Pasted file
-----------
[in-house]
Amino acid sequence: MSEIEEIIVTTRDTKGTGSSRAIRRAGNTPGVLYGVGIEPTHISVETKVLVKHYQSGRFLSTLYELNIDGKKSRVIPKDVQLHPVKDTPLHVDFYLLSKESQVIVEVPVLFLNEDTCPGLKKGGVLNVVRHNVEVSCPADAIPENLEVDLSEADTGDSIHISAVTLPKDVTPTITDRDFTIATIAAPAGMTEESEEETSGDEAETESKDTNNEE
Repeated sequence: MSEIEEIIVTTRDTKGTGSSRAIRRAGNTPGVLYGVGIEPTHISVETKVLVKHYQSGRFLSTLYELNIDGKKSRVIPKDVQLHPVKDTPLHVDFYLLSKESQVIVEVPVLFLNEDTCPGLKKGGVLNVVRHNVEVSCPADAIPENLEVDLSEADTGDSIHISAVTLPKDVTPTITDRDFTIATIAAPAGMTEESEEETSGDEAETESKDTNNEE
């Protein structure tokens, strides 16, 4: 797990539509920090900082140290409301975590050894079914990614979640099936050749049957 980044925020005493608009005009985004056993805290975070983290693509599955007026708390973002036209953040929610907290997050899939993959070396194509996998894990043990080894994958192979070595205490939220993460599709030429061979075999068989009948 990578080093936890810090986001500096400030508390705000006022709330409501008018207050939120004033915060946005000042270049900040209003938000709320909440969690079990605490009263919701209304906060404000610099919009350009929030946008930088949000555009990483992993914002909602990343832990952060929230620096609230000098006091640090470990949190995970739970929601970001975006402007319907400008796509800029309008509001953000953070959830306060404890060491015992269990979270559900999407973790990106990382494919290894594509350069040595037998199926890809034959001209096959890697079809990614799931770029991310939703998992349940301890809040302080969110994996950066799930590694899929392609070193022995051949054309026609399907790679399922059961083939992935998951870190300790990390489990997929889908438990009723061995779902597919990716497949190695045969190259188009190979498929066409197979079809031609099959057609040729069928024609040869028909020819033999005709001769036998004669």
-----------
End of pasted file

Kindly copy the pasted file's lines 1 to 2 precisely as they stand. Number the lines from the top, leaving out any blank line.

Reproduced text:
[in-house]
Amino acid sequence: MSEIEEIIVTTRDTKGTGSSRAIRRAGNTPGVLYGVGIEPTHISVETKVLVKHYQSGRFLSTLYELNIDGKKSRVIPKDVQLHPVKDTPLHVDFYLLSKESQVIVEVPVLFLNEDTCPGLKKGGVLNVVRHNVEVSCPADAIPENLEVDLSEADTGDSIHISAVTLPKDVTPTITDRDFTIATIAAPAGMTEESEEETSGDEAETESKDTNNEE